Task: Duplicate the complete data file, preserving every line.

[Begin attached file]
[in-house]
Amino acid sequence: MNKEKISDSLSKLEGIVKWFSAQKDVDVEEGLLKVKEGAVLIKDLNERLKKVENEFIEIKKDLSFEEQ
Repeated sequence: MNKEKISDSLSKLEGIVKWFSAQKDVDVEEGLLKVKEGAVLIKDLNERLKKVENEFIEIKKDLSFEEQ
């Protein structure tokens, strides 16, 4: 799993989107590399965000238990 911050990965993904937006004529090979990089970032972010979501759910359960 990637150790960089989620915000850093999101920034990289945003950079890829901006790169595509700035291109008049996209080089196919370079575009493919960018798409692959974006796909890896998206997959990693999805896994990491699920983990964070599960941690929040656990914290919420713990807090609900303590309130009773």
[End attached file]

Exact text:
[in-house]
Amino acid sequence: MNKEKISDSLSKLEGIVKWFSAQKDVDVEEGLLKVKEGAVLIKDLNERLKKVENEFIEIKKDLSFEEQ
Repeated sequence: MNKEKISDSLSKLEGIVKWFSAQKDVDVEEGLLKVKEGAVLIKDLNERLKKVENEFIEIKKDLSFEEQ
């Protein structure tokens, strides 16, 4: 799993989107590399965000238990 911050990965993904937006004529090979990089970032972010979501759910359960 990637150790960089989620915000850093999101920034990289945003950079890829901006790169595509700035291109008049996209080089196919370079575009493919960018798409692959974006796909890896998206997959990693999805896994990491699920983990964070599960941690929040656990914290919420713990807090609900303590309130009773």